On July 1, 1946, the Communicable Disease Center (CDC) opened its doors and occupied one floor of a small building…
November is Alzheimer’s Awareness Month and Caregivers Month. Former President Ronald Reagan designated November as National Alzheimer’s Disease Awareness Month in 1983. At the time, fewer than 2 million Americans had Alzheimer’s; today, the number of people with the disease has soared to nearly 5.4 million.
Alzheimer’s is a confounding disease, even for doctors. Salida (Colorado) neurologist Dr. Suzanne Lesage ought to know. Through her role with the Heart of the Rockies Regional Medical Center, she sees new patients who may be concerned about memory loss. Dr. Lesage also counsel’s others living with the diagnosis on how to best cope with a disease for which there is currently only treatment of symptoms but no cure.
“Dementia is slow in developing,” said Dr. Lesage. “We can offer a diagnosis based on symptoms, but even under the broad umbrella of dementia, there are multiple types, including Alzheimer’s, vascular, Lewy body, frontotemporal and others, and some patients may be living with more than one.”
Even with the uncertainty surrounding dementia, and specifically Alzheimer’s, Dr. Lesage counsels her patients and their families that there are specific steps they should take to ensure the best care for loved ones who are either dealing with a dementia diagnosis or have concerns about the disease:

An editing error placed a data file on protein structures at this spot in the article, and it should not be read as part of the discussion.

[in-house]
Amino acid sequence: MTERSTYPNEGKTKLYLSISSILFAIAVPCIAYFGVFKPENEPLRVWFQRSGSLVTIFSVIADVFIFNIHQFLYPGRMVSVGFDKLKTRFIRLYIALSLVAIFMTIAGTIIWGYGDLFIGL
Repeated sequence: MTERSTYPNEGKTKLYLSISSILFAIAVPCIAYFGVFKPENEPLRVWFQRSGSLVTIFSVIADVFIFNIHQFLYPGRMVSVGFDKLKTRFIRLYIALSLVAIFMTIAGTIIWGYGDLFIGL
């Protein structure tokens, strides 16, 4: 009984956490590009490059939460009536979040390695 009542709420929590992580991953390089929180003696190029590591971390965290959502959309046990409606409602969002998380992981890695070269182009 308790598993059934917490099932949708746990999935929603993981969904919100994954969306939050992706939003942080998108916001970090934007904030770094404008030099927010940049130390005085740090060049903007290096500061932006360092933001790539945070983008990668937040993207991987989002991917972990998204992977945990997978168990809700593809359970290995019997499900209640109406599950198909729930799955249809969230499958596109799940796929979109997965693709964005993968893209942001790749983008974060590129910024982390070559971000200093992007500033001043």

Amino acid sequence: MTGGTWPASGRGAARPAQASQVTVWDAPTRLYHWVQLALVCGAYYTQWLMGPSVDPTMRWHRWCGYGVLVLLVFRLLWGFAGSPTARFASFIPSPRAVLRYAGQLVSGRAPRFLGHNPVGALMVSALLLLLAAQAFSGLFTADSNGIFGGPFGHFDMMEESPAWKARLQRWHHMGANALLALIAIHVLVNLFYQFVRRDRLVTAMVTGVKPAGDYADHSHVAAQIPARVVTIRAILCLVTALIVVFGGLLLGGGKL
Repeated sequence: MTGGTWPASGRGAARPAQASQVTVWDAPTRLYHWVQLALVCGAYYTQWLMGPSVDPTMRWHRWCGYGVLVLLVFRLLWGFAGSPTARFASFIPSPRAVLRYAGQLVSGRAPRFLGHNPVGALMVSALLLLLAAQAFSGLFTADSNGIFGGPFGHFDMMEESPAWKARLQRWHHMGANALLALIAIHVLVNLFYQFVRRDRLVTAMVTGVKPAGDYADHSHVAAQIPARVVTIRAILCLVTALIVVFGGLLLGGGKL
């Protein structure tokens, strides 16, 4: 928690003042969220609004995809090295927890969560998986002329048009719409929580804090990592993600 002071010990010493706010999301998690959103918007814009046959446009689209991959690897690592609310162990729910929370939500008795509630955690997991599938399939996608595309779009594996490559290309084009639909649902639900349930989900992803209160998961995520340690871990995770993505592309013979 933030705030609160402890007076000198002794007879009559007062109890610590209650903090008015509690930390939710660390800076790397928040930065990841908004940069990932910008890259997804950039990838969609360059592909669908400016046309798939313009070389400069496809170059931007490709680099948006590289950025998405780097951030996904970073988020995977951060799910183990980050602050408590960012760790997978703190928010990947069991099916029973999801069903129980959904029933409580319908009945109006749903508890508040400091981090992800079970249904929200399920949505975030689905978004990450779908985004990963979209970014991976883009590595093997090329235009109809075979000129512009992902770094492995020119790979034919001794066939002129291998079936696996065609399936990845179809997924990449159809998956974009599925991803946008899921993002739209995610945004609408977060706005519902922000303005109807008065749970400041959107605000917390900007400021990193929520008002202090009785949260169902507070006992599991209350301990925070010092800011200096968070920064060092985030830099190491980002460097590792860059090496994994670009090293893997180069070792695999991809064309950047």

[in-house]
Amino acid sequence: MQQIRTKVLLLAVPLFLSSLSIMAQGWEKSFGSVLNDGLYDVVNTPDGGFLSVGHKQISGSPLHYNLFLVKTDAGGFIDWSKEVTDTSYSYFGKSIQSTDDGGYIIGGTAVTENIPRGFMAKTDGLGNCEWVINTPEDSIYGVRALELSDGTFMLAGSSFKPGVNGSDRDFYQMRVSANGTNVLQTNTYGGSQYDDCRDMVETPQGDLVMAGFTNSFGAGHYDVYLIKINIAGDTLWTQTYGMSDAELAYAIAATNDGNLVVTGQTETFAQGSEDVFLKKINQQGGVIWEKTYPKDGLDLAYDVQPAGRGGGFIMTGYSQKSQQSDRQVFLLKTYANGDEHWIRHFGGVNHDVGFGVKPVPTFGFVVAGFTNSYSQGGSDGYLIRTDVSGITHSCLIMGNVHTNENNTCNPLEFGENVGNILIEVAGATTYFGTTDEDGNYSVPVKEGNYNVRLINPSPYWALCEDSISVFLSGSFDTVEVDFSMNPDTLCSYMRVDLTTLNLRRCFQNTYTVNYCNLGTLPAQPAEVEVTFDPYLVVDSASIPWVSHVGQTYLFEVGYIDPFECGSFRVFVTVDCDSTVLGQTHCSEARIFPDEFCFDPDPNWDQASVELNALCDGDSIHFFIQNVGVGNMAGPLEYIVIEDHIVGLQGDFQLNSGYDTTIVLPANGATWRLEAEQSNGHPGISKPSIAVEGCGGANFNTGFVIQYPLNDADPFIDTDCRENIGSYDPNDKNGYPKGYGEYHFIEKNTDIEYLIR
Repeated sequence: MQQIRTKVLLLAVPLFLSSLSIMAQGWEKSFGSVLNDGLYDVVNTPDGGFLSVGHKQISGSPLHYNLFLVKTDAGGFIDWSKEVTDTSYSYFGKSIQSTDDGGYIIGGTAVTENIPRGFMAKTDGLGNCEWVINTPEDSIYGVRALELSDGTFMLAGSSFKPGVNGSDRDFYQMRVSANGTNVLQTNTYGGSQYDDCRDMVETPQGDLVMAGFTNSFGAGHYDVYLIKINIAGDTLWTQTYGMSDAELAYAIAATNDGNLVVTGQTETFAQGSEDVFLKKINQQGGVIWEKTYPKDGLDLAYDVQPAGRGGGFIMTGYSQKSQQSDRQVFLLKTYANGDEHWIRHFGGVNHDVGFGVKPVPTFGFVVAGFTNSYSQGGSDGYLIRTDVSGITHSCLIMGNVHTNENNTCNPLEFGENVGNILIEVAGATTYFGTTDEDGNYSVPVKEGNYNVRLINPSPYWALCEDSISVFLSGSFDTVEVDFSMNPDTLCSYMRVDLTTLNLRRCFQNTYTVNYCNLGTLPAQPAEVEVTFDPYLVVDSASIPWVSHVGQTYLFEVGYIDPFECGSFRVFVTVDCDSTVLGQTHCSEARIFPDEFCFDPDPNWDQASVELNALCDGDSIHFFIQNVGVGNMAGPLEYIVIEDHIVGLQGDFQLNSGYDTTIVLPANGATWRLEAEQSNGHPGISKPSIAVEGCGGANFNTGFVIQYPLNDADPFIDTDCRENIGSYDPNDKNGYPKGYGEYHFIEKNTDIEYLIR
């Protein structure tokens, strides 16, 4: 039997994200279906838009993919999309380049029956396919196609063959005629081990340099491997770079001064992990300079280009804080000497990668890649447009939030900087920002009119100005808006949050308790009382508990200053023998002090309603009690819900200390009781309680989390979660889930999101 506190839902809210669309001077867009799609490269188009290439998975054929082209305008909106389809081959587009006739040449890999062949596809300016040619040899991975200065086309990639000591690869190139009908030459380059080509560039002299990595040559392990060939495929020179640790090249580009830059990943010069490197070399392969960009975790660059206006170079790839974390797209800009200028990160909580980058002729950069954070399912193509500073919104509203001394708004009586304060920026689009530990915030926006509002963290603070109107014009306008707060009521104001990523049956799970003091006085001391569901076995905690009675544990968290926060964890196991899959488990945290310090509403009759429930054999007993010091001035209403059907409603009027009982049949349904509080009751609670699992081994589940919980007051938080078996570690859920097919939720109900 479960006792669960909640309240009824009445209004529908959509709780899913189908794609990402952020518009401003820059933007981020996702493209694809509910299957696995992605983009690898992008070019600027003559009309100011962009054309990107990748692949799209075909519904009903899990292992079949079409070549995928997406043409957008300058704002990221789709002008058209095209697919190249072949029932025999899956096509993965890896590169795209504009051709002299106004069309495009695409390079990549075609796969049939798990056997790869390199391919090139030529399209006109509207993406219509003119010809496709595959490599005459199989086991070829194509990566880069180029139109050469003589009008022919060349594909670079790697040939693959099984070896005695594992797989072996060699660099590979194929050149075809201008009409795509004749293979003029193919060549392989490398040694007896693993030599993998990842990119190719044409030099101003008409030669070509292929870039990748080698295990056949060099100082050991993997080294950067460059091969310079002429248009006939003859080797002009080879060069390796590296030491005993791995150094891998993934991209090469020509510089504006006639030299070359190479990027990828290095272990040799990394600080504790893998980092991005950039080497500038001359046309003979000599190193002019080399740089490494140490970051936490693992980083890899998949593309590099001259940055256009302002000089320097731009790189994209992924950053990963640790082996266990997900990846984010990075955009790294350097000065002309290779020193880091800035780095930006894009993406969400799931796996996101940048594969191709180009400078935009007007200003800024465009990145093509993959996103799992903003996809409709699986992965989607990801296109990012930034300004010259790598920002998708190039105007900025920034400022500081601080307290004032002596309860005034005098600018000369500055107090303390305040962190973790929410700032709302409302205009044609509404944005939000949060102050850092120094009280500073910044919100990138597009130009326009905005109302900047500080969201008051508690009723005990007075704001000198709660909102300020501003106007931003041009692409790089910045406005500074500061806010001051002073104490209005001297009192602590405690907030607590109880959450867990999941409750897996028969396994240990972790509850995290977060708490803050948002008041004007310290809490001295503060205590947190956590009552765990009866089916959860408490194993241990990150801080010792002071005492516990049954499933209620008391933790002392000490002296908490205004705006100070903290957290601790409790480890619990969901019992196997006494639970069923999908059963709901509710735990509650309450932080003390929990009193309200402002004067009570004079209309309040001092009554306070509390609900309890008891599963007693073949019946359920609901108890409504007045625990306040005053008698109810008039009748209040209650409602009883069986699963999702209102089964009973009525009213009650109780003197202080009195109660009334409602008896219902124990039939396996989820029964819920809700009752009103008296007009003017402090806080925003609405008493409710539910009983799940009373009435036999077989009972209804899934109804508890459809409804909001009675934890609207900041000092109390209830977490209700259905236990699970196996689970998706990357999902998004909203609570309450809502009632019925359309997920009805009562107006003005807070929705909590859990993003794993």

Be proactive – “At the primary care level, people must be proactive with their doctors,” said Dr. Lesage. “There is a huge spectrum among doctors regarding their comfort level with dementia. Some feel – because there’s currently no cure – that there’s not much they can do.”
“A diagnosis gives hope and clarity to the patient,” Dr. Lesage said. “At least they know what they’re dealing with.”
Free 24/7 Helpline – A referral to a neurologist can lead to a proper diagnosis, she said. The Alzheimer’s Association’s free 24/7 Helpline (800-272-3900) is another resource for direction.
Rapid Referral – Dr. Lesage is a strong advocate for the Alzheimer’s Association Rapid Referral program, which enables doctors to put the individual and their caregivers in touch with a full range of services – all at no charge – that physicians are not able to provide.
Continue living – learn about what can be done with a diagnosis. When we know more, we tend to do more. When we know more, we can adjust accordingly and make decisions that are life giving. “Even if they don’t remember the trip, they can enjoy the day.” Great advice Dr. Lesage!!
Ramona Hunt, M.S. Director of Leadership and Development, Touching Hearts, Inc.